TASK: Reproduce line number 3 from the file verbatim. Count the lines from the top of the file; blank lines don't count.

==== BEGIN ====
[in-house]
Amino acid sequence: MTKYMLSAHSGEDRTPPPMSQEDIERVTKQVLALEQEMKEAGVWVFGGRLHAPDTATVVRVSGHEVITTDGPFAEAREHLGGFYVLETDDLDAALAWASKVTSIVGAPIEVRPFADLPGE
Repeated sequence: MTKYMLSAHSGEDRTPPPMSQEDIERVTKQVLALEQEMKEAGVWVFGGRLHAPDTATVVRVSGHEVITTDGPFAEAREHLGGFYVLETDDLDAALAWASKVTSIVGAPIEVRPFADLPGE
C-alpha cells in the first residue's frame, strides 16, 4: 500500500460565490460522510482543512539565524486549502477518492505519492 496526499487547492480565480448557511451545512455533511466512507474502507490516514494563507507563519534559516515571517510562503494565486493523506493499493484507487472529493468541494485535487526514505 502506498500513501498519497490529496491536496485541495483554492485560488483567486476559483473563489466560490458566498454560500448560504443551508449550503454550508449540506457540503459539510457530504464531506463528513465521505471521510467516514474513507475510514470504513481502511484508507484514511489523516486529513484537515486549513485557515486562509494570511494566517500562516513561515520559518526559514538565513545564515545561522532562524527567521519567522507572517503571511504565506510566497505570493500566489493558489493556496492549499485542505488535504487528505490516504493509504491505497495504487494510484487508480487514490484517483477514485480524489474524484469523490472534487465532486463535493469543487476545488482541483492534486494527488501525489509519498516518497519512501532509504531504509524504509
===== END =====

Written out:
Repeated sequence: MTKYMLSAHSGEDRTPPPMSQEDIERVTKQVLALEQEMKEAGVWVFGGRLHAPDTATVVRVSGHEVITTDGPFAEAREHLGGFYVLETDDLDAALAWASKVTSIVGAPIEVRPFADLPGE